It is often assumed that the picture of God in the Old Testament is that of a wrathful despot, while the God of the New Testament is nothing but love.
This is seriously mistaken. Not only does the OT have much to say about God’s love (see, for example, Deuteronomy 7:7,8; and Hosea 3:1; 14:4), the NT has rather a lot to say about god’s wrath. Let Roger D. Campbell summarise for us:-
Second, the New Testament speaks of people who are “the children of wrath” (Ephesians 2:3). Just who are these folks? The Bible’s own answer is that they are those who fulfil the desires of the flesh and mind (Ephesians 2:3). They are again portrayed as “the sons of disobedience” (Ephesians 5:6). So, those that are disobedient to God can expect to be on the receiving end of His wrath.
Third, the New Testament also refers to “the wrath to come.” In 1 Thessalonians 1:10 we read of “Jesus, who delivers us from the wrath to come.” And whose wrath would that be? The Lord’s.
Fourth, in connection with the wrath to come, the Holy Spirit speaks specifically of “the day of wrath and revelation of the righteous judgment of God” (Romans 2:5). That same context speaks of some who will receive eternal life, but for those who “do not obey the truth, but obey unrighteousness – indignation and wrath” (Romans 2:8). Jesus refers to such as “everlasting punishment” (Matthew 25:46).
Fifth, the Book of Acts records first-century demonstrations of God’s wrath. Yes, in comparison, the Old Testament records many more instances of the Divine wrath being poured out in the form of physical punishment of the wicked. However, that truth does not in any way minimize the fact that some first-century rebels were punished by the Lord. Here is a quick reminder of three such cases: (1) Ananias and Sapphira were killed for lying to the Holy Spirit (Acts 5:1-11); (2) King Herod Agrippa I died a horrific death when “an angel of the Lord struck him, because he did not give glory to God. And he was eaten by worms and died” (Acts 12:23); (3) Elymas, known also as Bar-Jesus, was struck blind by “the hand of the Lord” because of his deceit and fraud (Acts 13:10,11). In view of these plain incidents, one errs greatly who claims, “We never see God’s wrath poured out in the New Testament.”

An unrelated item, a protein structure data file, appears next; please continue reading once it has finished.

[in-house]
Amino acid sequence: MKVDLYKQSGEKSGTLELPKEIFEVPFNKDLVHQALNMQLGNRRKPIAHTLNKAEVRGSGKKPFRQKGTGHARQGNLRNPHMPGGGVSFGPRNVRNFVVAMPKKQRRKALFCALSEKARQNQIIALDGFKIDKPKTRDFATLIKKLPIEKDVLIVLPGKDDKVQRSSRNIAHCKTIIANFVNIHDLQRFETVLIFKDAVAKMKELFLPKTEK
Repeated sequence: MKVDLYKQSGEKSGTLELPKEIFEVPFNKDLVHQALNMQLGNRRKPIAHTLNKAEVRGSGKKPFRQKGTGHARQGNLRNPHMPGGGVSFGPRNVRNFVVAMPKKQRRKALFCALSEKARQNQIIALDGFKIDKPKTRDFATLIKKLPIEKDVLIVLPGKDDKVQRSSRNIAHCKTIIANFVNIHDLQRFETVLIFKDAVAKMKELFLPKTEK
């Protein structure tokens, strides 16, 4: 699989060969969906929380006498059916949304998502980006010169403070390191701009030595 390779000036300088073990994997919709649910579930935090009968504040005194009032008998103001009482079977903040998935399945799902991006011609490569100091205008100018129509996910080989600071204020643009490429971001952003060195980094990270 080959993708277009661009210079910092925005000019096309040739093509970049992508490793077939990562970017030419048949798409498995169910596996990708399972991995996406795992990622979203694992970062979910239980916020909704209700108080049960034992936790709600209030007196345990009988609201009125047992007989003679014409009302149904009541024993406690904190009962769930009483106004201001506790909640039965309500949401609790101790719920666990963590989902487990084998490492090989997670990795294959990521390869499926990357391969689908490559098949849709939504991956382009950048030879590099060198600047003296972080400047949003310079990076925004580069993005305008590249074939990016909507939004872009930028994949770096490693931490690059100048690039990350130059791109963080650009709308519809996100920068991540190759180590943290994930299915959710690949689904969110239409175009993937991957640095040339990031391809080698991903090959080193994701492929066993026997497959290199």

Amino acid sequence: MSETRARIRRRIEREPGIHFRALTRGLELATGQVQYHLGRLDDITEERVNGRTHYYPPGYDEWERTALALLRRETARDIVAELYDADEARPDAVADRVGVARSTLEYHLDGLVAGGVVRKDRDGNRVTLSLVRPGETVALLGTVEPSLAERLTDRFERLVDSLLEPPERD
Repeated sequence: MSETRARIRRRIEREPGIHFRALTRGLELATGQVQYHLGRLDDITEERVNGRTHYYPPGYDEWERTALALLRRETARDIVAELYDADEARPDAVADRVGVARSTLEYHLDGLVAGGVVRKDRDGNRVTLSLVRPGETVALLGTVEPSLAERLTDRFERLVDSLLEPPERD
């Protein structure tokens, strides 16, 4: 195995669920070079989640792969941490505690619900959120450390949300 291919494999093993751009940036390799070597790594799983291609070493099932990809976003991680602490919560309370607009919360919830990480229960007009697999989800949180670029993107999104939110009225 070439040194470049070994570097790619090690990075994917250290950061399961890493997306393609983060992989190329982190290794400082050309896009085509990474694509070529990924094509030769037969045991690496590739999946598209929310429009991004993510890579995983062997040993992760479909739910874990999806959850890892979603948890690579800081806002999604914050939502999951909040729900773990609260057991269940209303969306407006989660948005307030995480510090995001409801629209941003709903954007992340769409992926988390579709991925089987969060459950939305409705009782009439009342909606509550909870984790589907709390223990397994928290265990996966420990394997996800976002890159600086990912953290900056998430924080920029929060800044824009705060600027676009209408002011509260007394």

How can one be spared from the wrath of God at judgment? In one word, the answer is “Jesus.” “Much more then, having now been justified by His blood, we shall be saved from wrath through Him” (Romans 5:9). Through Jesus, Christians have the best life in this world (John 10:10). Through Him we can escape the horrors of hell, and, yes, it is through our Lord that we live in hope of heaven. While we recognize God’s wrath, we do not live our lives in trembling fear. Why? Because the Christ paid the ransom that sets us free from sin and delivers us from the wrath to come.
There is, however, still more to be said. C.H. Dodd claimed that in the NT ‘anger as an attitude of God to men disappears, and His love and mercy become all-embracing.’ J. A. Baird, however, made the counter-claim that the NT takes up the teaching of the OT on the justice (and wrath) of God in its entirety. Indeed, he finds that ‘the Synoptics record Jesus saying well over twice as much about the wrath of God as he ever did about his love.’ How do we account for these highly-contrasting conclusions? The fact is that Dodd was looking for the word ‘wrath’ (and its cognates), whereas Baird was looking for the concept of wrath. And although the word itself occurs hardly at all in the teaching of Jesus, there are many occasions when he expresses ‘the divine hostility to all that is evil’.
As for the presence of wrath in a number of the parables (see, for example, Mt 18:34; Mt 22:7; Lk 14;21), it is argued (by Dodd and others) that we can no more conclude from such parables that God is wrathful than we can conclude from another parable that he is an unjust judge. But the comparison does not hold, because the point of the former parables was to compare God to the angry Lord, whereas the point of the latter parable was to draw a contrast between God and the judge.
(See this article by Tony Lane).